Do I need to adapt my model?


Do I need to adapt my model?

When you scale to a different context and need to cope with challenges specific to this new environment and demographics, you may need to adapt your existing model to make it more relevant to this new context. Adaptation is often needed to gear the operational model to not just a different regulatory framework, but also cultural, economic and social differences can be issues when scaling transnational. There is a relation between adaptation and the complexity of the model and the sector in which it will be implemented: the more complex the operational model and the more stakeholders are involved, the more effort it takes to implement the social innovation in a new context.

The key questions in this chapter:

  1. Have we already assessed the feasibility of entering the market, possibly through a small test of our offering or market study?
  2. Will we be able to achieve the desired level of impact in the new market?
  3. Have we sufficiently considered the time and resources required to adapt to the new market?

1. Have we already assessed the feasibility of entering the market, possibly through a small test of our offering or market study? 

A feasibility study to test your concept requires some investment, but it’s key to successful scaling. By doing a market study or a pilot test, you will learn a lot about the new context and the relevance of the societal challenge you want to tackle. Strong market knowledge is needed before implementation: is there a clear need in the new market? Are you facing institutional, cultural or language barriers? What is the regulatory environment like? Do you need to rethink your legal model (legal structure, contracts, licenses etc.)? Cultural, administrative, political and economic dimensions can make markets considerably more or less attractive.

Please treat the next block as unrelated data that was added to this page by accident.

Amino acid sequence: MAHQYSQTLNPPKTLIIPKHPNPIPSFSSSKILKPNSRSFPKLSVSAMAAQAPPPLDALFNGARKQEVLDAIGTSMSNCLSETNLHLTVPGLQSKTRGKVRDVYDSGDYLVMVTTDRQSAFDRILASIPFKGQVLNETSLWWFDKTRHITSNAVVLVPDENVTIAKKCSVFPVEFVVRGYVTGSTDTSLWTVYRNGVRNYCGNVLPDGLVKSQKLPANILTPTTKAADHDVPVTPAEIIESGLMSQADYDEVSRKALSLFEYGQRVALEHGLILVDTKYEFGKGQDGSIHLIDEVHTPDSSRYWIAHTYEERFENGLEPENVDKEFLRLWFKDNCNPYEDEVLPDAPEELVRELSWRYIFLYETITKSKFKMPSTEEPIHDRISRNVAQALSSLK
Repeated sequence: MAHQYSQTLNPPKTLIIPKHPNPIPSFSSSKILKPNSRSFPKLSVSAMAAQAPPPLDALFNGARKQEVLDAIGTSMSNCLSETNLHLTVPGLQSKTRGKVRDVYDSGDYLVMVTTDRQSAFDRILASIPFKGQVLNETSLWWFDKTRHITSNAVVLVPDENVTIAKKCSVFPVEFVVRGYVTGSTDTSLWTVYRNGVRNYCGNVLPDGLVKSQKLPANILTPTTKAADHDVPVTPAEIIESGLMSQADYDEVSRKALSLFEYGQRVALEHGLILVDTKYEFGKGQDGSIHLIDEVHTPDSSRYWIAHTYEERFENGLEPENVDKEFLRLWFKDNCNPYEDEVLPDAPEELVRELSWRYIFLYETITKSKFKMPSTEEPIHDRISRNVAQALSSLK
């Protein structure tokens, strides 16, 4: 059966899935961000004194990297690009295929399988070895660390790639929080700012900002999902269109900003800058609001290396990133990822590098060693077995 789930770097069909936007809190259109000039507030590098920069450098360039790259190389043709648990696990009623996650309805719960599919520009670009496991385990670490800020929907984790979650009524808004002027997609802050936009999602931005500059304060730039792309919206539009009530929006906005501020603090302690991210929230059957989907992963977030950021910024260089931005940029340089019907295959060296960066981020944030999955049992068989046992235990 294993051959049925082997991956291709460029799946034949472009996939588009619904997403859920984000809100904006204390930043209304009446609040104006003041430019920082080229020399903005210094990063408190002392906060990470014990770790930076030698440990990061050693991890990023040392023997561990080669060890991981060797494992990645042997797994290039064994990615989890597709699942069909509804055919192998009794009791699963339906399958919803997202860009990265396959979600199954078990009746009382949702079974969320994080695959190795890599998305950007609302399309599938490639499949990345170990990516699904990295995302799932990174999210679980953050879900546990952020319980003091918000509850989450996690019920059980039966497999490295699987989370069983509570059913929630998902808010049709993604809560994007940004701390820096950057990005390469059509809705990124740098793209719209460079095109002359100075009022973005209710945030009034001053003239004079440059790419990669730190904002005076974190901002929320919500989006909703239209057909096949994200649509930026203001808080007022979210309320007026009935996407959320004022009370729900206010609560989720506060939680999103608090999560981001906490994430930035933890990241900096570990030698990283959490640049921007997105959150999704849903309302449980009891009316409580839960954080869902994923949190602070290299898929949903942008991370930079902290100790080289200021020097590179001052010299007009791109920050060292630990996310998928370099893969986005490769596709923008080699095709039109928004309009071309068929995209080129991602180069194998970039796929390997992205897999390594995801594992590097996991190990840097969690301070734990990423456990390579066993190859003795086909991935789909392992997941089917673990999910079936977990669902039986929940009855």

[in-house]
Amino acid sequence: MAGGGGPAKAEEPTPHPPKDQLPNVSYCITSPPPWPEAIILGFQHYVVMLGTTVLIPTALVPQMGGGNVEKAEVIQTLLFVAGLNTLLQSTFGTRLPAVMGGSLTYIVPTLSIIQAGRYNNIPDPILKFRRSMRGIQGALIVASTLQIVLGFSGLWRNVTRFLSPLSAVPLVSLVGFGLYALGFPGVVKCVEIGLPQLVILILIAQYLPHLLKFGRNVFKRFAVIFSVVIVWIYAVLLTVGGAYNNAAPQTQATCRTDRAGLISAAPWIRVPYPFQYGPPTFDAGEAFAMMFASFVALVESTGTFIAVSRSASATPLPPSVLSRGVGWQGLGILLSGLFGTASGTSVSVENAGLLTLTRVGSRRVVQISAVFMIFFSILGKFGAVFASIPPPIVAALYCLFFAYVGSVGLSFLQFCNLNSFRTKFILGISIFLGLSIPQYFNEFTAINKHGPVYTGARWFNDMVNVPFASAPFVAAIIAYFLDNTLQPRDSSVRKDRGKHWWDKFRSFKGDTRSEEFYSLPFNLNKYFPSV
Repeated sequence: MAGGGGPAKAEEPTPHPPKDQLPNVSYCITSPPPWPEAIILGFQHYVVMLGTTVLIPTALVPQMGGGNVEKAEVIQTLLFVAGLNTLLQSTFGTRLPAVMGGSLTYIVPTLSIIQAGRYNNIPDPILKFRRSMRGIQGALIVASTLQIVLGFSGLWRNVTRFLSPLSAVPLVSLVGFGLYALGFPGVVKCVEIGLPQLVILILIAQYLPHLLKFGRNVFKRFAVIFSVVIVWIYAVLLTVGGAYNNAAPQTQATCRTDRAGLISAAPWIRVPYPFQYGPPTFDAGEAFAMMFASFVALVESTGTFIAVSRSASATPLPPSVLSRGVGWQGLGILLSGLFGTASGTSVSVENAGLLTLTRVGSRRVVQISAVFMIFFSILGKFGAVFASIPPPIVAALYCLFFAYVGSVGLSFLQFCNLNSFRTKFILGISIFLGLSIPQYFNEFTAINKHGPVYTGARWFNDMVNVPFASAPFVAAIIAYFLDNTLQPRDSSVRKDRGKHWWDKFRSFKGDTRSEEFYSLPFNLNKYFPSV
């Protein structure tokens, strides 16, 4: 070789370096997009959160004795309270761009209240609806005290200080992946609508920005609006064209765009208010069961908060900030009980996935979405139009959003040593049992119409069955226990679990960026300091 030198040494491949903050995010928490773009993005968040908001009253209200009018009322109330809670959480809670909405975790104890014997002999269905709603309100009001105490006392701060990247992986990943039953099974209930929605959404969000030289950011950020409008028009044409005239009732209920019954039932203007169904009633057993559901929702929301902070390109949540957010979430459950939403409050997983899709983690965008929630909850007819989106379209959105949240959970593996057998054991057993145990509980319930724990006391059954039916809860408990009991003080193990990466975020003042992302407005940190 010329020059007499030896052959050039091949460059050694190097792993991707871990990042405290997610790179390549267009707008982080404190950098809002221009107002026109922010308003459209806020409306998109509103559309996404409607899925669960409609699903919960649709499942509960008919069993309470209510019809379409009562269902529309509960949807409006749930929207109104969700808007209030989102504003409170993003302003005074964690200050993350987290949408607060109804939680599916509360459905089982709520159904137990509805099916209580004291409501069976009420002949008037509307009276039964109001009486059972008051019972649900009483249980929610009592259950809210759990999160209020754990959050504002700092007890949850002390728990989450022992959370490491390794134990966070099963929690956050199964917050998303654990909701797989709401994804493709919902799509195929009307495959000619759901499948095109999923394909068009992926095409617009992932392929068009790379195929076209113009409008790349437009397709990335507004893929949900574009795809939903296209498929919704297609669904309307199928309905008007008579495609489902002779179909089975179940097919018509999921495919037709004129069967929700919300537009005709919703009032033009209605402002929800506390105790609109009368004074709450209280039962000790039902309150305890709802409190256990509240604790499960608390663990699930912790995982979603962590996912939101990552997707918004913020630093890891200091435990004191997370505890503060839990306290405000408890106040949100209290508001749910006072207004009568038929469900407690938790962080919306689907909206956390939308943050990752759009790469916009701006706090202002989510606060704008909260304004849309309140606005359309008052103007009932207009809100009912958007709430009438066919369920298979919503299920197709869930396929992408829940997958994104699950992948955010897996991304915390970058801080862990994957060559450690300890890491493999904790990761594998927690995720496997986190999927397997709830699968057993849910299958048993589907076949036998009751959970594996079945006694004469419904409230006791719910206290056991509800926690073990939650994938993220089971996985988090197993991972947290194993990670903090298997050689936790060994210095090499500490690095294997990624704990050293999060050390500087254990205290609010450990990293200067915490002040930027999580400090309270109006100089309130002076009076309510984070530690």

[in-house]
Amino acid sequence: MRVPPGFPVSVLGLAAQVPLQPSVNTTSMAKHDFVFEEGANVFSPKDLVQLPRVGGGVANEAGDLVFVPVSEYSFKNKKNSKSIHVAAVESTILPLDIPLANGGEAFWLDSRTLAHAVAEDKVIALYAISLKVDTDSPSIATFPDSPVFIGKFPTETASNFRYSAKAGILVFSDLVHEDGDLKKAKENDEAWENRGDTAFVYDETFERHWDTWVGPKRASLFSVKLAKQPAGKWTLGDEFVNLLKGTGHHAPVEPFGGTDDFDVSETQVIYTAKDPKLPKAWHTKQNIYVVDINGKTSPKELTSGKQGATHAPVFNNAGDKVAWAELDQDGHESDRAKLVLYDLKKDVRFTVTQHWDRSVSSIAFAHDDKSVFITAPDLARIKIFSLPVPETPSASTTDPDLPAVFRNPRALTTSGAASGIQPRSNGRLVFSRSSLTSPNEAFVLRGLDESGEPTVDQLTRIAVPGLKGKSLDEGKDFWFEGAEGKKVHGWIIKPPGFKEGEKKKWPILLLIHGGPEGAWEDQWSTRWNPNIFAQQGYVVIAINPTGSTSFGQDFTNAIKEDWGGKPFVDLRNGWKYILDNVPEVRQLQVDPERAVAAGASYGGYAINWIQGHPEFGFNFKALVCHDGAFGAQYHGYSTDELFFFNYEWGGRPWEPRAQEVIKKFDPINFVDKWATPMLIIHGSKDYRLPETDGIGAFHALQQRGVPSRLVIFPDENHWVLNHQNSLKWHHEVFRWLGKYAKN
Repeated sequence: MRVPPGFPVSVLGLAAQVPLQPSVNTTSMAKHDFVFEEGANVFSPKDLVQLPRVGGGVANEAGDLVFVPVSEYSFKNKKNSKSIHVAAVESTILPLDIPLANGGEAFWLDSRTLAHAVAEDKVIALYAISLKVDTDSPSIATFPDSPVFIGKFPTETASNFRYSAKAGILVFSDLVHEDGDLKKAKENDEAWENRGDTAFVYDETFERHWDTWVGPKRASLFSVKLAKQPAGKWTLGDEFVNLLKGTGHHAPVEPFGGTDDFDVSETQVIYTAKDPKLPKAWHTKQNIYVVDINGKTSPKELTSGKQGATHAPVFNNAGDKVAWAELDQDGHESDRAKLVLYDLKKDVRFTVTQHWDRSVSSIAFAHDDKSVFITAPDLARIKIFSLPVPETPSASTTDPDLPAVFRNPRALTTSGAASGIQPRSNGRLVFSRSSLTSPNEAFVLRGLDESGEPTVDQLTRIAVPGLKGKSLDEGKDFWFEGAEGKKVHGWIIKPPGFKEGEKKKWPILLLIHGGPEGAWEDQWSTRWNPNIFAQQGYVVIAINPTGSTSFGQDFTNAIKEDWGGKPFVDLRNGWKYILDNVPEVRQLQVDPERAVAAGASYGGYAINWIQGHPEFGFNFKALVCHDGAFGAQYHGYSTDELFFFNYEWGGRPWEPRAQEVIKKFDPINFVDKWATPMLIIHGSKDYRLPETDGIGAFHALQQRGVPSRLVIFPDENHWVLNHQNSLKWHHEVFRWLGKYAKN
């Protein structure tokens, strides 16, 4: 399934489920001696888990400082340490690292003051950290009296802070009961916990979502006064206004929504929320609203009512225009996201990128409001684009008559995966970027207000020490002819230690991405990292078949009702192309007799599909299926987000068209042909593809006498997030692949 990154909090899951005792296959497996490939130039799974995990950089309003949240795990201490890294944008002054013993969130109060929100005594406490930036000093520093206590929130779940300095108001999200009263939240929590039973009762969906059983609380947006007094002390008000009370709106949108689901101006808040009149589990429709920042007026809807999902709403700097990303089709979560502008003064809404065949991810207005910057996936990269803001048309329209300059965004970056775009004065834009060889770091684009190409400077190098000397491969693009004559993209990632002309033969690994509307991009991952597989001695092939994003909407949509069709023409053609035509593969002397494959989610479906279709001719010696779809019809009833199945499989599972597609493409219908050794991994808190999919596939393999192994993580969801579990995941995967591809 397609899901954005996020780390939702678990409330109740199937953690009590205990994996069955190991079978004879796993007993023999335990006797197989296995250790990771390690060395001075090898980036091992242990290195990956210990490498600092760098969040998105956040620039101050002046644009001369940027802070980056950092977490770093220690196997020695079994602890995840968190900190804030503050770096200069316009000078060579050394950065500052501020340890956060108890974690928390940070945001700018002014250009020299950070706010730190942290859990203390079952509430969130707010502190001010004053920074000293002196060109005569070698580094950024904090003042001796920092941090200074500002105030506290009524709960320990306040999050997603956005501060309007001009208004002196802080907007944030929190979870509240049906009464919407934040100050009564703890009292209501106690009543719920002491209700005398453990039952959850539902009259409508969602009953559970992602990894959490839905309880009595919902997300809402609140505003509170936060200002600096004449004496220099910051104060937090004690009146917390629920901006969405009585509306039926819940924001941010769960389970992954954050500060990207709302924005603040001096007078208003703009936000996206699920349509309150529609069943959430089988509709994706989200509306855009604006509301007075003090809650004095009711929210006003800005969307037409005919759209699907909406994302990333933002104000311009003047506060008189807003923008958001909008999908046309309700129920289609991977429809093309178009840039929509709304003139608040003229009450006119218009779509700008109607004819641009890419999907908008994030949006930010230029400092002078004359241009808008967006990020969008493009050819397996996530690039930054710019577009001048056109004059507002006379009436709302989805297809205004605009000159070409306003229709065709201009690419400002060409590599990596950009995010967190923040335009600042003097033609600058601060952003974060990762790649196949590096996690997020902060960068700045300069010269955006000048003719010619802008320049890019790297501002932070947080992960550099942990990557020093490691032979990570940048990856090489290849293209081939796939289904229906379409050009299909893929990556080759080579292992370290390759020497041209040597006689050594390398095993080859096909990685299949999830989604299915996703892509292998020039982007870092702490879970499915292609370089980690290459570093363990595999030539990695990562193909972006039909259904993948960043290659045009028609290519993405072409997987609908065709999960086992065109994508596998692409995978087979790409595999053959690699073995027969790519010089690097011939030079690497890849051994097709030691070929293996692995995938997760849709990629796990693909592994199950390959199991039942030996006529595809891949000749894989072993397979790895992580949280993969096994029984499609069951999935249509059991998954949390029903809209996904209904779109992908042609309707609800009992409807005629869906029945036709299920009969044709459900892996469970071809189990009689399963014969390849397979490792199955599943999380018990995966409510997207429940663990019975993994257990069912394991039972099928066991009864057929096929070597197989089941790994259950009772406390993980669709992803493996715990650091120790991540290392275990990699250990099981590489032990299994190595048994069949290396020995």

A new context 

How does the competitive landscape look? Is there local competition? How are they performing? Be aware of the advantages they have over you: like access to local networks and resources, market knowledge and no language barriers. It might be useful to work with an expert who can give you advice, or to partner up for strategic purposes. In case you can’t detect any competitors, you need to find the reason. Is this just a new market for the new context, or are there hidden factors that hold people back from this specific market (like culture, religion, public versus private market…)?

Early adopters 

Testing the feasibility of your concept means identifying your first customers in the new context. When approaching a new market, finding the early adopter is crucial! Especially when you are tackling a societal need that was not met before. How big the real demand? Are persons only interested or will they undertake clear actions to buy? Who will pay? You need to get insight into who your future customers are and what is driving them, a clear understanding on how to approach them is vital. It is a good idea to involve stakeholders from this new market to create the demand, and to define and find your (first) customers.

2. Will we be able to achieve the desired level of impact in the new market?